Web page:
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Against this backdrop, electricity consumption by cryptomining in Georgia declined significantly over the summer, from around 6% of total consumption in January to a low of 0.5% in August. Overall, consumption averaged 3.6% in 9M2022. Comparable values were last reached in 2020.

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Electricity: highest exports in summer since 2010

These developments have also had implications for Georgia’s electricity trade. While Georgia is a net importer on average throughout the year, it usually becomes a net exporter of electricity in late spring and summer, when hydropower plants can best be utilized. This year, net exports reached their highest level since 2010, totalling 958 m kWh (177% yoy). The increase in exports is mainly the result of an increase in generation. However, a thought experiment illustrates the role of the decline in cryptomining: if the sector had consumed a similar amount as last year, the electricity surplus would have only allowed for additional exports of around 410 m kWh under otherwise identical conditions. Instead, the cryptomining sector used around 200 m kWh less electricity during this period, which could also be exported. This implies that around one third of the increase in exports was driven by the decline in cryptomining. Almost all of the electricity is exported to Turkey. It is noteworthy that export prices increased significantly to around USD 87 per MWh (+124% yoy). Overall, net exports between May and September amounted to USD 84 m.

Outlook

The war in Ukraine has highlighted Georgia’s import dependency. Oil and natural gas imports increased by around USD 530 m (3.1% of GDP). This adversely affects Georgia’s current account balance and has been a key driver for inflation. On the positive side, energy security is not at risk. The strong increase in oil imports from Russia should be closely monitored. However, this is a reaction to price developments and Georgia could likely (re-)diversify if necessary. The long-term contract with Azerbaijan limits the effects on natural gas. With Europe looking to import more gas from Azerbaijan, Georgia as a transit country could even benefit in the medium term. The unpredictability of the bitcoin price will remain a potential source of demand volatility for electricity. The stability of the electricity grid is currently not at risk. However, reports from other countries with strong cryptomining sectors, where a sudden surge in demand has likely contributed to power outages, should serve as a cautionary tale. The positive effects on electricity trade could also be short-lived: a price increase of Bitcoin in winter and subsequent surge in demand from the sector would quickly lead to an increase in imports. As a net importer of energy, Georgia will remain vulnerable to unfavourable developments on world markets. However, energy consumption is relatively high in relation to GDP, so there is still untapped potential for savings. Further support for energy efficiency measures could therefore go a long way towards strengthening energy resilience.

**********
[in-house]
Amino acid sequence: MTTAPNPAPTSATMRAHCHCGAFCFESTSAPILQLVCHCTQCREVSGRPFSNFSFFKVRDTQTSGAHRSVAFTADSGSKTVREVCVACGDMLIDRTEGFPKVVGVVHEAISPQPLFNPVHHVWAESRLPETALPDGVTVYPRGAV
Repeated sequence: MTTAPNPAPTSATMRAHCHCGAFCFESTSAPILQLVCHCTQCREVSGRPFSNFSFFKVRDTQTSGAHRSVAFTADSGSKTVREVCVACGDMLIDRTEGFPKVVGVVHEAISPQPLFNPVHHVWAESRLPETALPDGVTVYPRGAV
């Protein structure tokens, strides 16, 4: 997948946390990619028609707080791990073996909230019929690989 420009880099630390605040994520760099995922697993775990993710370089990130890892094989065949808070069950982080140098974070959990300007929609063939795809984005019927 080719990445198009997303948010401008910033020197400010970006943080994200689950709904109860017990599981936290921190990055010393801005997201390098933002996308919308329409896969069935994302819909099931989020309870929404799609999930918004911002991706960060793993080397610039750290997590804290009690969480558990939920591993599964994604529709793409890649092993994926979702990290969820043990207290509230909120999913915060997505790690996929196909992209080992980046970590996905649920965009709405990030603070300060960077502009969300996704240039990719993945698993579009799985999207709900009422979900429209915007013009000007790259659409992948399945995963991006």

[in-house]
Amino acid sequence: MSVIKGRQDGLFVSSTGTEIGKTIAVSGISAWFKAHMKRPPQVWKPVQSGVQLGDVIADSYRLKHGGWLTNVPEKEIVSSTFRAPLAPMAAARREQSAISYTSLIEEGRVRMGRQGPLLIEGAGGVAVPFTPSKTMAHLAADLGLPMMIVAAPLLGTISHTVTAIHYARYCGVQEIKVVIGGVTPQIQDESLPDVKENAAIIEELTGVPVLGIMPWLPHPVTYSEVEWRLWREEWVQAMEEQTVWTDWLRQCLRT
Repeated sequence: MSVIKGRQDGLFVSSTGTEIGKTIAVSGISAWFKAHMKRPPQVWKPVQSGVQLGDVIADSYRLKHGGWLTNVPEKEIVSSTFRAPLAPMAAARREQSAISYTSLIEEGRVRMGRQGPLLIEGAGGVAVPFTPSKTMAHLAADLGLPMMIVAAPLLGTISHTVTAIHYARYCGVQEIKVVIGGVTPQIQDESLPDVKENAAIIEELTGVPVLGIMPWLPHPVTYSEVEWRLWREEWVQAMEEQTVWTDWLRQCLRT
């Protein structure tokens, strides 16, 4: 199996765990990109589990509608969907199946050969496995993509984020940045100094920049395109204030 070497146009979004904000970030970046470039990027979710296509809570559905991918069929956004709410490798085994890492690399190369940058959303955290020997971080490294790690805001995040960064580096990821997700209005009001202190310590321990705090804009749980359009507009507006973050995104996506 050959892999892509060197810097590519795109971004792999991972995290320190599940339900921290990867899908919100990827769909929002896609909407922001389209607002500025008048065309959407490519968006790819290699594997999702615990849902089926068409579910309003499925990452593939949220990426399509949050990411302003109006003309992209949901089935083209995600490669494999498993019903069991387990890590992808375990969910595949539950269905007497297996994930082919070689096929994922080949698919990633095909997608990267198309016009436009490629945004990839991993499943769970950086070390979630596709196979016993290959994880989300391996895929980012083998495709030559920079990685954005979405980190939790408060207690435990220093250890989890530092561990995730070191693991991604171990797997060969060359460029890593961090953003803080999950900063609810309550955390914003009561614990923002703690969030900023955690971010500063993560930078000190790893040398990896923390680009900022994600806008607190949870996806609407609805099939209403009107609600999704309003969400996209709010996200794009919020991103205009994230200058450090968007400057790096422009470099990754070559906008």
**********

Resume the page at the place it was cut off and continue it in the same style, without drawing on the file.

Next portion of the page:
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More information on the importance of cryptomining for Georgia is provided in our Policy Study “Development of cryptomining in Georgia 2018-2021”.